The Malaysian and Indonesian currencies have been among the world's worst performing this year, but some analysts see signs that they'll stop moving together.
The two currencies recently fell to their weakest levels since 1998, during the Asian Financial Crisis, before recovering some of those losses. Concerns that the U.S. Federal Reserve would raise interest rates for the first time in nine years spurred a massive outflow of funds from emerging markets, including Asia's. But the Fed meeting on September 16-17 surprised markets by leaving rates unchanged and many analysts moved their forecasts for the next hike back into next year.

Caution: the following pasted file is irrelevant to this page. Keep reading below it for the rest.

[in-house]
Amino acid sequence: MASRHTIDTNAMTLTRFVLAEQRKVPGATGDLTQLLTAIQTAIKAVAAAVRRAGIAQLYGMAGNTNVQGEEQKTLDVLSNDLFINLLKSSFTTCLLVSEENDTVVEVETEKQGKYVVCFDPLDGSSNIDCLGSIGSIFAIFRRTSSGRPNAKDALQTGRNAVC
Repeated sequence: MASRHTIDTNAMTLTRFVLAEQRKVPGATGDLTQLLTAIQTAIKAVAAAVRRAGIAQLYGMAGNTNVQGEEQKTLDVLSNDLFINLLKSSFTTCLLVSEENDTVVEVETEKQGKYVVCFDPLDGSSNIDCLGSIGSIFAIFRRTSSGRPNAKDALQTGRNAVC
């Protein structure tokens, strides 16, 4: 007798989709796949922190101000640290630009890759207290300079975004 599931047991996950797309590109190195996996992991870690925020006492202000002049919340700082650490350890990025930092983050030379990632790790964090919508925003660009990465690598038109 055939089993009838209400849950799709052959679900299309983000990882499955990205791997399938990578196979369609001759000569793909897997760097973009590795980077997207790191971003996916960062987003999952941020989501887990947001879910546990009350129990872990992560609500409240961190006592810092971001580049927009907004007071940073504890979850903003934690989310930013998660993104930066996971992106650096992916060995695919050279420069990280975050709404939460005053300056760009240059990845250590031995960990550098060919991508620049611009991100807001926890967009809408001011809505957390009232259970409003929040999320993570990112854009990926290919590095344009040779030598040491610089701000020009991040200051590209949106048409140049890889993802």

That helped the two hard-hit currencies to recover.
Malaysia's ringgit lost as much as 28 percent of its value against the U.S. dollar from the beginning of the year through the end of September before recovering around 7 percent so far this month. Indonesia's rupiah followed a similar path, shedding nearly 19 percent in the January-to-September period before recovering around 8.5 percent month-to-date.
But it's not clear the two will continue to recover together.
"The rupiah is unlikely to regain its losses from earlier in the year," said Faraz Syed, associate economist at Moody's Analytics, in an email Wednesday. "The rupiah is on a downward trend. U.S monetary policy will eventually normalize. And we expect capital outflows to increase as Indonesia's foreign exchange reserves are low, making it the most vulnerable in Asia."